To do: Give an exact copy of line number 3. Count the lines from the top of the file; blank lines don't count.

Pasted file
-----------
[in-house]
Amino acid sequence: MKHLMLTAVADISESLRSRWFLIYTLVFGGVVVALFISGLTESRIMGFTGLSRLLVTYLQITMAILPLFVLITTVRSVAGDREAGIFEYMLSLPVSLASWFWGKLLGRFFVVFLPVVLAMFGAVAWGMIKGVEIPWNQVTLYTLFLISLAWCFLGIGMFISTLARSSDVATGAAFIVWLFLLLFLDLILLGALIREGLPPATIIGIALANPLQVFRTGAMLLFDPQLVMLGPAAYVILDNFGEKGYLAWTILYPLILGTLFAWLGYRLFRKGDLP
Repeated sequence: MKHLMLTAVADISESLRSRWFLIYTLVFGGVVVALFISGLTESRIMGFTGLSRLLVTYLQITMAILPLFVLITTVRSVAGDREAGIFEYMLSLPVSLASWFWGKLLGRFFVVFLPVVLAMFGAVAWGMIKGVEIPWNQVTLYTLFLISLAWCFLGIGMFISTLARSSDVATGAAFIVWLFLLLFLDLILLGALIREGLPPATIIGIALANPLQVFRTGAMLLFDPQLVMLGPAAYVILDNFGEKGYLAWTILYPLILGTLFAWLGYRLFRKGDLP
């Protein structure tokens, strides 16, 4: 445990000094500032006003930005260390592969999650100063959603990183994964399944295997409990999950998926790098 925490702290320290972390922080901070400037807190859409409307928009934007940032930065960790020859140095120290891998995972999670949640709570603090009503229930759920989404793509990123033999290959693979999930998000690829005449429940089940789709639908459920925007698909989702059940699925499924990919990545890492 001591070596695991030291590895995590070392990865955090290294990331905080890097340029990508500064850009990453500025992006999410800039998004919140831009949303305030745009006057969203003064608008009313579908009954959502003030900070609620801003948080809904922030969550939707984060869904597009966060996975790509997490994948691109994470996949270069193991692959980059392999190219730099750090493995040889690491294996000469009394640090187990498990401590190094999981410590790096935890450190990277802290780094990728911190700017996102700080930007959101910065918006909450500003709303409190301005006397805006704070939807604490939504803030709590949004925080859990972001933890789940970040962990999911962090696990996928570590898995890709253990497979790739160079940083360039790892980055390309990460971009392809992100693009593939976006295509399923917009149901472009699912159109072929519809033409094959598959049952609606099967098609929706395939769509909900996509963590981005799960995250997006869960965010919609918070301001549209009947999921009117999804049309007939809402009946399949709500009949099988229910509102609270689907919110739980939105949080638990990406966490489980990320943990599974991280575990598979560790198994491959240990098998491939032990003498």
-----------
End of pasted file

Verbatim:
Repeated sequence: MKHLMLTAVADISESLRSRWFLIYTLVFGGVVVALFISGLTESRIMGFTGLSRLLVTYLQITMAILPLFVLITTVRSVAGDREAGIFEYMLSLPVSLASWFWGKLLGRFFVVFLPVVLAMFGAVAWGMIKGVEIPWNQVTLYTLFLISLAWCFLGIGMFISTLARSSDVATGAAFIVWLFLLLFLDLILLGALIREGLPPATIIGIALANPLQVFRTGAMLLFDPQLVMLGPAAYVILDNFGEKGYLAWTILYPLILGTLFAWLGYRLFRKGDLP